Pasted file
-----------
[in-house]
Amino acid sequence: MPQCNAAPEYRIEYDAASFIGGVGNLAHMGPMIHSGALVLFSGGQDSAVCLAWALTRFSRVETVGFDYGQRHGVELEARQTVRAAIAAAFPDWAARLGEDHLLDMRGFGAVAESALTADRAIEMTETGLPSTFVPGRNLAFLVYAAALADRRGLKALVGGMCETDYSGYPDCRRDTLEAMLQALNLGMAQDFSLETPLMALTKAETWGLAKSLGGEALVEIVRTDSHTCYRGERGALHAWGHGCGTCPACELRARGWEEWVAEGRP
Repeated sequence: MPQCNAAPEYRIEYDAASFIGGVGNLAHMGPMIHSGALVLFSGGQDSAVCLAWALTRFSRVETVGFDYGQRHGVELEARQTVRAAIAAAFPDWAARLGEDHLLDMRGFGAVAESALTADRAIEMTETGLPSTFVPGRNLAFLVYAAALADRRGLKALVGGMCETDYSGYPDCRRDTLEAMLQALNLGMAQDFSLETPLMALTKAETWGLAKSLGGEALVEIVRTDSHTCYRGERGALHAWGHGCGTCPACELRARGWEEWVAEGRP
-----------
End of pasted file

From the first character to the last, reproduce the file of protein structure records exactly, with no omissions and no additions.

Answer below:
[in-house]
Amino acid sequence: MPQCNAAPEYRIEYDAASFIGGVGNLAHMGPMIHSGALVLFSGGQDSAVCLAWALTRFSRVETVGFDYGQRHGVELEARQTVRAAIAAAFPDWAARLGEDHLLDMRGFGAVAESALTADRAIEMTETGLPSTFVPGRNLAFLVYAAALADRRGLKALVGGMCETDYSGYPDCRRDTLEAMLQALNLGMAQDFSLETPLMALTKAETWGLAKSLGGEALVEIVRTDSHTCYRGERGALHAWGHGCGTCPACELRARGWEEWVAEGRP
Repeated sequence: MPQCNAAPEYRIEYDAASFIGGVGNLAHMGPMIHSGALVLFSGGQDSAVCLAWALTRFSRVETVGFDYGQRHGVELEARQTVRAAIAAAFPDWAARLGEDHLLDMRGFGAVAESALTADRAIEMTETGLPSTFVPGRNLAFLVYAAALADRRGLKALVGGMCETDYSGYPDCRRDTLEAMLQALNLGMAQDFSLETPLMALTKAETWGLAKSLGGEALVEIVRTDSHTCYRGERGALHAWGHGCGTCPACELRARGWEEWVAEGRP